Ireland may cut 150,000 pension funds to 100

Regulator wants to reduce the number of corporate retirement plans in effort to cut fees

Ireland’s pension regulator wants to cut the number of corporate retirement plans in the country from 150,000 to 100 in a move that would put pressure on pension providers and asset managers to reduce fees.

Brendan Kennedy, pensions regulator at the Irish Pensions Authority, said Ireland's € 90bn corporate pension system needs to be overhauled to make it more "member centred and more efficient".

“Our objective, subject to government consent, is to significantly reduce the number of pension schemes in Ireland,” he said.

Pooling pension schemes into larger plans would result in “higher standards of governance, savings for members and enable us to carry out more detailed oversight of the pension schemes”, he added.


The overhaul of Ireland’s pension system comes as low and negative interest rates globally has dented investment performance and left many retirement plans with large funding holes.

Aisling Kelly, a consultant at Mercer, which advises pension funds, said that by pooling Ireland's pension funds, the plans would have "economies of scale", allowing them to push for lower fees from asset managers.

A report by the Department of Social Protection in Ireland and the Irish Pensions Authority in 2012 warned that fees in the pension industry were often too high.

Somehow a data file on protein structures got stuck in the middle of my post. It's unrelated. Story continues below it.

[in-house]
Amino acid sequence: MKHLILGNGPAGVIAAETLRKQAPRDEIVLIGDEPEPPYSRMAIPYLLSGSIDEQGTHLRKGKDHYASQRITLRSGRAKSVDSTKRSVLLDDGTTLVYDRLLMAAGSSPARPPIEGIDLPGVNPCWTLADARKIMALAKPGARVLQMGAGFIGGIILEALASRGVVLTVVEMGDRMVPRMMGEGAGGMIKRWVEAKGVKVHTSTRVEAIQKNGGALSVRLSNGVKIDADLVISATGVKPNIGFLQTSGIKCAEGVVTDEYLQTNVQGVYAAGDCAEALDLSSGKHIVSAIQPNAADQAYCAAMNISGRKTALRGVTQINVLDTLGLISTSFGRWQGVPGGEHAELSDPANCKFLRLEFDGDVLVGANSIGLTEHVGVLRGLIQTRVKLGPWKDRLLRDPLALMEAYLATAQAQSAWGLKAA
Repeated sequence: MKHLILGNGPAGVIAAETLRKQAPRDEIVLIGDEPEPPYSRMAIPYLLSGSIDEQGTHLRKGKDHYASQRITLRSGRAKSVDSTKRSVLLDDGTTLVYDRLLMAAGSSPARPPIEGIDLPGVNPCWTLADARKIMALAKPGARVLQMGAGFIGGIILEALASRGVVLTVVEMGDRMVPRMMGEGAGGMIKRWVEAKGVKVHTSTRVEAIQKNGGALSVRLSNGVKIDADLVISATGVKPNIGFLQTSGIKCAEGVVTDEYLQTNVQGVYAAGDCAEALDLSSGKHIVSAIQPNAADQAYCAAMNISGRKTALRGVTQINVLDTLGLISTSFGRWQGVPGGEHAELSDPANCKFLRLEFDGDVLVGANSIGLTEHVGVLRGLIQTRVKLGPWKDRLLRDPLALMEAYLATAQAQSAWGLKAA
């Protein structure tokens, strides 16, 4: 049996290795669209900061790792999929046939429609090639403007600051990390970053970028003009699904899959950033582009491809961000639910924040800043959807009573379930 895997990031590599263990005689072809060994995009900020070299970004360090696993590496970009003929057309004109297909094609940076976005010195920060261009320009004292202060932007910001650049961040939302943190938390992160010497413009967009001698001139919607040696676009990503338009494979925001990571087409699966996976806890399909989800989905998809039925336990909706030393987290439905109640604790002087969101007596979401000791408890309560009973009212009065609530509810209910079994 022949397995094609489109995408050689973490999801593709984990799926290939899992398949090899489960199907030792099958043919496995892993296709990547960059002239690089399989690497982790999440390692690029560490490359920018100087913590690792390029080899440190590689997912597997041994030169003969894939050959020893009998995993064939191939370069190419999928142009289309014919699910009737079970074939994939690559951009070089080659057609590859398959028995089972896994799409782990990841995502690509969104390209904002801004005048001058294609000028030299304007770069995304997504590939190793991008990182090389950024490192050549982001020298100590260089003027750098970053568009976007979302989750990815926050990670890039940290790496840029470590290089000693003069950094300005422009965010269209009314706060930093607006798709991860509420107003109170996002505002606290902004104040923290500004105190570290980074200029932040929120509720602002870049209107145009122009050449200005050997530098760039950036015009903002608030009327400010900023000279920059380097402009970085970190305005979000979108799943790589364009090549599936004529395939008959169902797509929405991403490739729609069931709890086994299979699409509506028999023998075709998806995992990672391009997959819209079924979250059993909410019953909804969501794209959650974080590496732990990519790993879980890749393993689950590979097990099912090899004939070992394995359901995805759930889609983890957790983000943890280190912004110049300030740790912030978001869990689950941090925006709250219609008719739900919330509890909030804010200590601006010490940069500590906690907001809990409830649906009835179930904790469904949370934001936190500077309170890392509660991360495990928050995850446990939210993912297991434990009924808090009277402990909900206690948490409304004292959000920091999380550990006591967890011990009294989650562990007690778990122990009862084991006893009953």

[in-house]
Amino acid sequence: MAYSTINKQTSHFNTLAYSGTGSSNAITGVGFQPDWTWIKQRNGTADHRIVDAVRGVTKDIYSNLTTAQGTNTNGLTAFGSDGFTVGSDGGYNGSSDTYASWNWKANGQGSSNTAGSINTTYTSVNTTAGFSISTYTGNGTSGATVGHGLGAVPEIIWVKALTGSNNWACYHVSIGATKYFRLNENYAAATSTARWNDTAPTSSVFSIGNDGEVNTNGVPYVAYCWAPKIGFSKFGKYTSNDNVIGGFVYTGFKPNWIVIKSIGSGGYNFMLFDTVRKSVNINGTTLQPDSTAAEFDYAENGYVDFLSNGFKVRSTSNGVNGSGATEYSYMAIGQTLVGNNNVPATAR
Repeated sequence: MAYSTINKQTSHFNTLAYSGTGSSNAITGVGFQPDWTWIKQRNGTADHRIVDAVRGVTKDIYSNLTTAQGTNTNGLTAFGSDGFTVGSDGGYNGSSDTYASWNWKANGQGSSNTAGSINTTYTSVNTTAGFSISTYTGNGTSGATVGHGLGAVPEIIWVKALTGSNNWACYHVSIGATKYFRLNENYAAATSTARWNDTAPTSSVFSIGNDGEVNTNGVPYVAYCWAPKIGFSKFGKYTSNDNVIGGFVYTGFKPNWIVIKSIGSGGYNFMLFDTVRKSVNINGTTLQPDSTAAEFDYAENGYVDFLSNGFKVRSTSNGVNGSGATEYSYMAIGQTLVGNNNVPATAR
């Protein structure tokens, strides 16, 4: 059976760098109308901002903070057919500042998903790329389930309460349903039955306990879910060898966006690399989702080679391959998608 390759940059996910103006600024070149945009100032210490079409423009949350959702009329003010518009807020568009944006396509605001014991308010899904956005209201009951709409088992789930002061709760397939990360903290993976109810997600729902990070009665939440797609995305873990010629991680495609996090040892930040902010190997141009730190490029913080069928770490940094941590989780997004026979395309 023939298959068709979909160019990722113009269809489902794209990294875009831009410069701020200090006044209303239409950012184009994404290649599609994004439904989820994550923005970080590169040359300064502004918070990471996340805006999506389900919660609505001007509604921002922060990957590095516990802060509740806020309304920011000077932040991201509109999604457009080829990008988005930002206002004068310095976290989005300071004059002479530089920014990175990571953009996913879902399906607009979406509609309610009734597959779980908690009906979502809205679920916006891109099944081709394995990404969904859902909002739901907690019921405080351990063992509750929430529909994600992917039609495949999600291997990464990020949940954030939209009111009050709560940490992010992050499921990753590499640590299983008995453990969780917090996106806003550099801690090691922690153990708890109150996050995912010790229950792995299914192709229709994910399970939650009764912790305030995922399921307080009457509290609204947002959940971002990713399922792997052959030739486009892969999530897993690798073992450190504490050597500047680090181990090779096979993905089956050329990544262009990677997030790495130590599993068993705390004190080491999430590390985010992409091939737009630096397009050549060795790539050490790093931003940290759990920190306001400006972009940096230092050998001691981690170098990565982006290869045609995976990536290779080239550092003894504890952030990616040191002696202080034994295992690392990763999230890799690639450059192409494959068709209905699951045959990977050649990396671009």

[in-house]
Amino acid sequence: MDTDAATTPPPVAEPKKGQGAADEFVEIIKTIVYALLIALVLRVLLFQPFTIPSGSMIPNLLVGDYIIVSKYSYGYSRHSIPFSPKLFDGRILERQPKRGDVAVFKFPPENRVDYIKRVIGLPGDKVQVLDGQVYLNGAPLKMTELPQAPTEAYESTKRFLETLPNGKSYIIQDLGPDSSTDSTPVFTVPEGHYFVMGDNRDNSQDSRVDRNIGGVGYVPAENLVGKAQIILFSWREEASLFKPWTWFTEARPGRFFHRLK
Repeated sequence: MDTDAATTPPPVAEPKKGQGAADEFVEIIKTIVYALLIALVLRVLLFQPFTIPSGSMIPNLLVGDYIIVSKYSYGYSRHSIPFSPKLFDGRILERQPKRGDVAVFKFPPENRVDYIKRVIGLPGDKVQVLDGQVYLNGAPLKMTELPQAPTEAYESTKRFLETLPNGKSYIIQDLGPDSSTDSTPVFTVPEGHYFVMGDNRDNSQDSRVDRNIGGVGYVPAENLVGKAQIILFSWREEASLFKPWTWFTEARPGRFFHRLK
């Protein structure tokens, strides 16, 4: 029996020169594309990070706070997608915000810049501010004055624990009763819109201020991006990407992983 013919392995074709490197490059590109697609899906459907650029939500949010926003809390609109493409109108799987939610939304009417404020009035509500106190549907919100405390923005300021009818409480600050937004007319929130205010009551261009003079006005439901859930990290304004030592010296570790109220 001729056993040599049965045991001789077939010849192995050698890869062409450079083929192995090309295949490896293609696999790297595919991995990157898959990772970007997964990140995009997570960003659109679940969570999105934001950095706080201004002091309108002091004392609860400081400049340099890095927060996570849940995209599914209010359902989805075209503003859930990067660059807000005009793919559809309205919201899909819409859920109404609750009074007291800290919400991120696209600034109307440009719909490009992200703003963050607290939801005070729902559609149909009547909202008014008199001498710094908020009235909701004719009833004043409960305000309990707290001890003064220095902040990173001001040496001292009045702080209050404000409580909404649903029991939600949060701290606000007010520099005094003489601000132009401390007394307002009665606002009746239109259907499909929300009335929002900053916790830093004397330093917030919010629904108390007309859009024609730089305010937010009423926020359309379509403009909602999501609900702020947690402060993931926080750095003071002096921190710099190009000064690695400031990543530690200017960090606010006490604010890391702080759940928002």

“Asset managers may be looking at a reduction in total fee volume [if plans are pooled],” Ms Kelly said.

Martin Haugh, an Ireland-based partner at Lane Clark & Peacock, the consultancy, added: “This will make things more competitive.”

A similar measure is being rolled out in the UK, where 89 local government pension funds are being merged into seven so-called wealth funds.

The Irish Pensions Authority’s proposals to reduce the number of pension schemes will form part of a series of reforms it will put forward to the government towards the end of 2016.

It plans to hold a public consultation on its proposals around the middle of this year.

Mr Kennedy said: “We have 150,000 pension schemes in this country. From the point of value for money, from the point of view of the pool of trustees that are available to oversee those pension schemes and from the point of view of supervisory oversight, that number presents significant challenges.”

Jerry Moriarty, chief executive of the Irish Association of Pension Funds, a trade organisation, has raised concerns about the plans to reduce the number of pensions.

He said: “While a smaller number of large schemes have some attractive features in theory, I would be cautious about how it would work in practice.

“In particular, members should have representation to ensure their interests are looked after as they currently are by trustees.”

– Copyright The Financial Times Limited 2016)